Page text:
I had the pleasure of spending the last week at Camp Emerald Bay on Catalina Island with about 35 members of my son’s scout troop. It has taken time away from the office and my family, and it’s certainly made things more hectic, but it was worth it.
Over the course of the week, our kids earned over 100 merit badges in activities ranging from oceanography, environmental sciences, and mammal studies, to more traditional badges, such as archery, lifesaving, and wilderness survival.
Our boys could earn these merit badges here at home, but the long trip also offered our boys a more hands-on experience. For example, most of the kids explored the marine life in the area through snorkeling or even scuba diving. The boys also had the opportunity to go salt water fishing from a fishing boat, to watch sea lions frolic, and watch dolphins follow our ferry to and from the island.
The camp’s marine science center was also a top attraction. There, our boys were able to touch and feed leopard sharks, horn sharks, bat rays and more. And many of the boys were enamored with the mantis shrimp. These shrimp can grow up to a foot in length, and they are often difficult to keep in aquariums because they are strong enough to break the glass. Indeed, the boys were fascinated by the fact that if humans could accelerate their arms at one-tenth the speed at which a mantis shrimp attacks its prey, we’d be able to launch a baseball into orbit.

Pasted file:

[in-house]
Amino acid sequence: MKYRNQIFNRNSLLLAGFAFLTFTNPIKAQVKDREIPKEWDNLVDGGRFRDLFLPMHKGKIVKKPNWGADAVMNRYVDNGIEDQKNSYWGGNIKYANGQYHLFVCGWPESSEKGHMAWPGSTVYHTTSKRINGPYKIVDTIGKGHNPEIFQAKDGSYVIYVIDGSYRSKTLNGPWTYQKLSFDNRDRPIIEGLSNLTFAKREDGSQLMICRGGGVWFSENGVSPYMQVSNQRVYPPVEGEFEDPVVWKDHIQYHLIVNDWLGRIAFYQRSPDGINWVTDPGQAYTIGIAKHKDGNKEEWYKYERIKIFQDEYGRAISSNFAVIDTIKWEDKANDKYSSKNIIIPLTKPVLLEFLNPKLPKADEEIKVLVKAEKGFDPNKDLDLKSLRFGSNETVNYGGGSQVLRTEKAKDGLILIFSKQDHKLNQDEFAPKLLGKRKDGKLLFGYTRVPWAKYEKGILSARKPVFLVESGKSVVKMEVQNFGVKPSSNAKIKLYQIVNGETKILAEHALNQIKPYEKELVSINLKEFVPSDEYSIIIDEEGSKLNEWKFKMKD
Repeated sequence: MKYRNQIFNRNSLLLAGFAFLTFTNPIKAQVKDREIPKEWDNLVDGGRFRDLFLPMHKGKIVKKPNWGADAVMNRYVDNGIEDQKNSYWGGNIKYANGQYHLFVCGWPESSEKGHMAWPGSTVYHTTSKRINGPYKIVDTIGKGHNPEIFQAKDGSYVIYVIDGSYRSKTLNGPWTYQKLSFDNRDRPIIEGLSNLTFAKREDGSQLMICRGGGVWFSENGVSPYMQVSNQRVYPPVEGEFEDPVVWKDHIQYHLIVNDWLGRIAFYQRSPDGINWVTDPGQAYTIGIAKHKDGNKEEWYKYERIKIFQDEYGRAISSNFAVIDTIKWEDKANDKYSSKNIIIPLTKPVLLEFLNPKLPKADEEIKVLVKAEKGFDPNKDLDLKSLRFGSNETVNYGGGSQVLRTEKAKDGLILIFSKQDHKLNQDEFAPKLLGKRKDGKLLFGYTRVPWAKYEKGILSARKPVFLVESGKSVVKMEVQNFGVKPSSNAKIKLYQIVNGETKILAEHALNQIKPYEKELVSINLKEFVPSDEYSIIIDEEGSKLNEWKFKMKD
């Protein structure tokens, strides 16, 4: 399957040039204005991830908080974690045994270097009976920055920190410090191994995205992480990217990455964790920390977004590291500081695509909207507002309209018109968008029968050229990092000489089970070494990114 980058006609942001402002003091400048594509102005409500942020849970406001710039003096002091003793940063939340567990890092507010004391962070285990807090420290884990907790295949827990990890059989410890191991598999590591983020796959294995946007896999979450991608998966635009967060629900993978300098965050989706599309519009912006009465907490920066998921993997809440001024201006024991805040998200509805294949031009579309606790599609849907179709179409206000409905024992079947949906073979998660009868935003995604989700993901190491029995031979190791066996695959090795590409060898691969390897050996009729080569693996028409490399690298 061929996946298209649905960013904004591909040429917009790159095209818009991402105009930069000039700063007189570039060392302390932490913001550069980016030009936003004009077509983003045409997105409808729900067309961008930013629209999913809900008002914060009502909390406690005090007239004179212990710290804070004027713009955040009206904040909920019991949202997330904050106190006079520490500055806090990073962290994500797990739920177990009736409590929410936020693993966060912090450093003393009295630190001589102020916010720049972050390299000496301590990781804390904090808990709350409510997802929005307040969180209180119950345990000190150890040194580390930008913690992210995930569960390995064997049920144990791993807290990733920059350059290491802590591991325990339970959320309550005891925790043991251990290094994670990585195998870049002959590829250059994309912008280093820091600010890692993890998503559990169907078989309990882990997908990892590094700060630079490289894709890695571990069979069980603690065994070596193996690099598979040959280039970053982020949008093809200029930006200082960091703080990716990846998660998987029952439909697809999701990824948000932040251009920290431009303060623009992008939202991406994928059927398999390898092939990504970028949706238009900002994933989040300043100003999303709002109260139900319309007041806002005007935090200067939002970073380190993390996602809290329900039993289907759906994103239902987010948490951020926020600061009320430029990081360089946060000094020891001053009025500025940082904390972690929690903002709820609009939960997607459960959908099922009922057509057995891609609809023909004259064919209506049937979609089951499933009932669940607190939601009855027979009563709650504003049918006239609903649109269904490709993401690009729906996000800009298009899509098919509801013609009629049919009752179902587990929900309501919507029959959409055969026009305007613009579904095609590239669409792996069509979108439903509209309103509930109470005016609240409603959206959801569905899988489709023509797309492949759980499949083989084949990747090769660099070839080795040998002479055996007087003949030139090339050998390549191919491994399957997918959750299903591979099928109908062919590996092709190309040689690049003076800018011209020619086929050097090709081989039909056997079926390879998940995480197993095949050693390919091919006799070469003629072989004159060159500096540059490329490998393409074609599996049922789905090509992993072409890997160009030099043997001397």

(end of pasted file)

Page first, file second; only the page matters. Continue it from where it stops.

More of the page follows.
One of the favorite parts of the week was “war canoes”, where we made an hour-plus canoe trip to a secluded beach on the island. Once there, the kids could go hiking, snorkeling or play on the beach. The day was capped off with dutch oven dinners, and then we all spent the night on the beach. Around 4:45 the next morning, we had our wake-up call, we loaded up, and we canoed back to the main camp.
Of course, no boy scout camp would be complete without the opportunity to serve others, and one of our opportunities was a bit unexpected. As we returned to camp with our fishing charter, we encountered a small boat with three passengers waving feverishly. As our captain approached the boat, the boaters let us know that they had run out of gas and were stranded. We radioed to Harbor Patrol, and soon our stranded friends were being towed back in to safety. The lesson was not lost on our boys as one unnamed scout (okay, it was my son), took the opportunity to suggest to the boaters that they should “Be Prepared” for those types of situations.
Needless to say, we were are all tired, but it was a great experience for all of the kids.